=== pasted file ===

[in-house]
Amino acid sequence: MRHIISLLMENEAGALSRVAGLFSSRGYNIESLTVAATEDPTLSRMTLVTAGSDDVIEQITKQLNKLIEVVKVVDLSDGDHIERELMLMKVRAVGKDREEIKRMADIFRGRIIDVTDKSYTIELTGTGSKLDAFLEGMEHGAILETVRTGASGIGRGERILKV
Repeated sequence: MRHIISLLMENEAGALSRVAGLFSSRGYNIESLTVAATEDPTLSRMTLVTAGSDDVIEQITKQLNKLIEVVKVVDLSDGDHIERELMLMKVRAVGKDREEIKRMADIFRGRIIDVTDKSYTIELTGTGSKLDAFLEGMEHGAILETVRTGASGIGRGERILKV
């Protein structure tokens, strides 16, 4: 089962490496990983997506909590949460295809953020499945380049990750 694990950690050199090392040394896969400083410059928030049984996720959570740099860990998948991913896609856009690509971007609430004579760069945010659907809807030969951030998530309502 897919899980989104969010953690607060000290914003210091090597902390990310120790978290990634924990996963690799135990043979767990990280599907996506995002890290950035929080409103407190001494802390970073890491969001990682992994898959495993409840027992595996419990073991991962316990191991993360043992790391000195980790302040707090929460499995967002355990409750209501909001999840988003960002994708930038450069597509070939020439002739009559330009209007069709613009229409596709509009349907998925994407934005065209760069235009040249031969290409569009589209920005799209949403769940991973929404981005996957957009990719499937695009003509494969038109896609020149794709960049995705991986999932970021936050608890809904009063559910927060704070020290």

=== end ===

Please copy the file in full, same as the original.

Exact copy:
[in-house]
Amino acid sequence: MRHIISLLMENEAGALSRVAGLFSSRGYNIESLTVAATEDPTLSRMTLVTAGSDDVIEQITKQLNKLIEVVKVVDLSDGDHIERELMLMKVRAVGKDREEIKRMADIFRGRIIDVTDKSYTIELTGTGSKLDAFLEGMEHGAILETVRTGASGIGRGERILKV
Repeated sequence: MRHIISLLMENEAGALSRVAGLFSSRGYNIESLTVAATEDPTLSRMTLVTAGSDDVIEQITKQLNKLIEVVKVVDLSDGDHIERELMLMKVRAVGKDREEIKRMADIFRGRIIDVTDKSYTIELTGTGSKLDAFLEGMEHGAILETVRTGASGIGRGERILKV
């Protein structure tokens, strides 16, 4: 089962490496990983997506909590949460295809953020499945380049990750 694990950690050199090392040394896969400083410059928030049984996720959570740099860990998948991913896609856009690509971007609430004579760069945010659907809807030969951030998530309502 897919899980989104969010953690607060000290914003210091090597902390990310120790978290990634924990996963690799135990043979767990990280599907996506995002890290950035929080409103407190001494802390970073890491969001990682992994898959495993409840027992595996419990073991991962316990191991993360043992790391000195980790302040707090929460499995967002355990409750209501909001999840988003960002994708930038450069597509070939020439002739009559330009209007069709613009229409596709509009349907998925994407934005065209760069235009040249031969290409569009589209920005799209949403769940991973929404981005996957957009990719499937695009003509494969038109896609020149794709960049995705991986999932970021936050608890809904009063559910927060704070020290």